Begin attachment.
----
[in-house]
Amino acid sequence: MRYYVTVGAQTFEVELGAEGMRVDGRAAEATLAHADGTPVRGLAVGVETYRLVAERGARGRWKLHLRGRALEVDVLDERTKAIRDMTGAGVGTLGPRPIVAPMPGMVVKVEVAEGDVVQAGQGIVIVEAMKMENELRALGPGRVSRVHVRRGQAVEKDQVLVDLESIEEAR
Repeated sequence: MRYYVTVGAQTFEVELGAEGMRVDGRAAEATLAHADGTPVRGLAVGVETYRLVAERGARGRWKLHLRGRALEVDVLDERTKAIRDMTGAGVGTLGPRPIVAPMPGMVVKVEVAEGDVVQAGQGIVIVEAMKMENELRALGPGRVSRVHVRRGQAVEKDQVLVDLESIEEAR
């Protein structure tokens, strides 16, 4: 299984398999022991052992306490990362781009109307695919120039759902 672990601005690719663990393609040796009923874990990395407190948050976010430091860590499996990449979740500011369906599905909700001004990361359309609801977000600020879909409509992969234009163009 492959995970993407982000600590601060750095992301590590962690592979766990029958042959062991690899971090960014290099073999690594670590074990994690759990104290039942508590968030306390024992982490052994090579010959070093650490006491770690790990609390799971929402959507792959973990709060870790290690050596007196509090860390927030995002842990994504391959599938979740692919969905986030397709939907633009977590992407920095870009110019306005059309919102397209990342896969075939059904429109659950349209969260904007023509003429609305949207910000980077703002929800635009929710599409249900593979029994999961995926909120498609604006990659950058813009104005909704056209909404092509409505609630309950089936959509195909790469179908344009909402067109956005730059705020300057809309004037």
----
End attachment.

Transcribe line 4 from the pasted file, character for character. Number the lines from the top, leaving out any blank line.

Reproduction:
């Protein structure tokens, strides 16, 4: 299984398999022991052992306490990362781009109307695919120039759902 672990601005690719663990393609040796009923874990990395407190948050976010430091860590499996990449979740500011369906599905909700001004990361359309609801977000600020879909409509992969234009163009 492959995970993407982000600590601060750095992301590590962690592979766990029958042959062991690899971090960014290099073999690594670590074990994690759990104290039942508590968030306390024992982490052994090579010959070093650490006491770690790990609390799971929402959507792959973990709060870790290690050596007196509090860390927030995002842990994504391959599938979740692919969905986030397709939907633009977590992407920095870009110019306005059309919102397209990342896969075939059904429109659950349209969260904007023509003429609305949207910000980077703002929800635009929710599409249900593979029994999961995926909120498609604006990659950058813009104005909704056209909404092509409505609630309950089936959509195909790469179908344009909402067109956005730059705020300057809309004037």